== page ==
Can you work out which spinners were used to generate the frequency charts?
Use the computer to model an epidemic. Try out public health policies to control the spread of the epidemic, to minimise the number of sick days and deaths.
Four cards are shuffled and placed into two piles of two. Starting with the first pile of cards - turn a card over... You win if all your cards end up in the trays before you run out of cards in. . . .
A counter is placed in the bottom right hand corner of a grid. You toss a coin and move the star according to the following rules: ... What is the probability that you end up in the top left-hand. . . .
Use this animation to experiment with lotteries. Choose how many balls to match, how many are in the carousel, and how many draws to make at once.
Identical discs are flipped in the air. You win if all of the faces show the same colour. Can you calculate the probability of winning with n discs?
This interactivity invites you to make conjectures and explore probabilities of outcomes related to two independent events.
Is this a fair game? How many ways are there of creating a fair game by adding odd and even numbers?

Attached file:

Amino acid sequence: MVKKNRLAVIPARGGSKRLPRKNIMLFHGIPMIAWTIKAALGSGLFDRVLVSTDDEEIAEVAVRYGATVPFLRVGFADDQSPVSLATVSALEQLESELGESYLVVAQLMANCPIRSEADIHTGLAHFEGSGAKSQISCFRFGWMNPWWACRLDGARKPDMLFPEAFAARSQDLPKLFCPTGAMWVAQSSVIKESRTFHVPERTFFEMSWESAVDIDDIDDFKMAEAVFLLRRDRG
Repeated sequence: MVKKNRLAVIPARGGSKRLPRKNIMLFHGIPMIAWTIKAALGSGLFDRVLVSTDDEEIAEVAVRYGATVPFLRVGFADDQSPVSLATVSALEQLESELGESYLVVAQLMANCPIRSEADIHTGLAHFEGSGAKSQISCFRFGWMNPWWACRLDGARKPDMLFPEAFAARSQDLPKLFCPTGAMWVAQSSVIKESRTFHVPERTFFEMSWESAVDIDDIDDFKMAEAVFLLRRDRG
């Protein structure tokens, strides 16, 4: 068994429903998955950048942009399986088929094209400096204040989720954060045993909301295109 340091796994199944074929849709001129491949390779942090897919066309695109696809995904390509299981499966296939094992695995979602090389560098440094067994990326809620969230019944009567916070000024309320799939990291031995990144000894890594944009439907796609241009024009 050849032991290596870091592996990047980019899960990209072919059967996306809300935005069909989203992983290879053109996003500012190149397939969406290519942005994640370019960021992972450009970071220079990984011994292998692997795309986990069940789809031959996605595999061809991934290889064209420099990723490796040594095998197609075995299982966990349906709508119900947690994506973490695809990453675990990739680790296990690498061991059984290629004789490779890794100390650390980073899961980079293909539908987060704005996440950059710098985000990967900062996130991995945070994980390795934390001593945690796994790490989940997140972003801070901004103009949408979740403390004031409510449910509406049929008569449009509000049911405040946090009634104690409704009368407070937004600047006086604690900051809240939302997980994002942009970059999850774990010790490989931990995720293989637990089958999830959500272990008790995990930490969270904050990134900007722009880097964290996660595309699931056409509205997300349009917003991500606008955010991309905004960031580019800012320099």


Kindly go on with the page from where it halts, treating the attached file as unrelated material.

A simple spinner that is equally likely to land on Red or Black. Useful if tossing a coin, dropping it, and rummaging about on the floor have lost their appeal. Needs a modern browser; if IE then at. . . .
7 balls are shaken in a container. You win if the two blue balls touch. What is the probability of winning?
A ladder 3m long rests against a wall with one end a short distance from its base. Between the wall and the base of a ladder is a garden storage box 1m tall and 1m high. What is the maximum distance. . . .
Which exact dilution ratios can you make using only 2 dilutions?
Can you break down this conversion process into logical steps?
Which dilutions can you make using 10ml pipettes and 100ml measuring cylinders?
Can you fill in the mixed up numbers in this dilution calculation?
It is possible to identify a particular card out of a pack of 15 with the use of some mathematical reasoning. What is this reasoning and can it be applied to other numbers of cards?
Six balls of various colours are randomly shaken into a trianglular arrangement. What is the probability of having at least one red in the corner?
Place a red counter in the top left corner of a 4x4 array, which is covered by 14 other smaller counters, leaving a gap in the bottom right hand corner (HOME). What is the smallest number of moves. . . .
Match pairs of cards so that they have equivalent ratios.
The interactive diagram has two labelled points, A and B. It is designed to be used with the problem "Cushion Ball"
A right-angled isosceles triangle is rotated about the centre point of a square. What can you say about the area of the part of the square covered by the triangle as it rotates?
Euler discussed whether or not it was possible to stroll around Koenigsberg crossing each of its seven bridges exactly once. Experiment with different numbers of islands and bridges.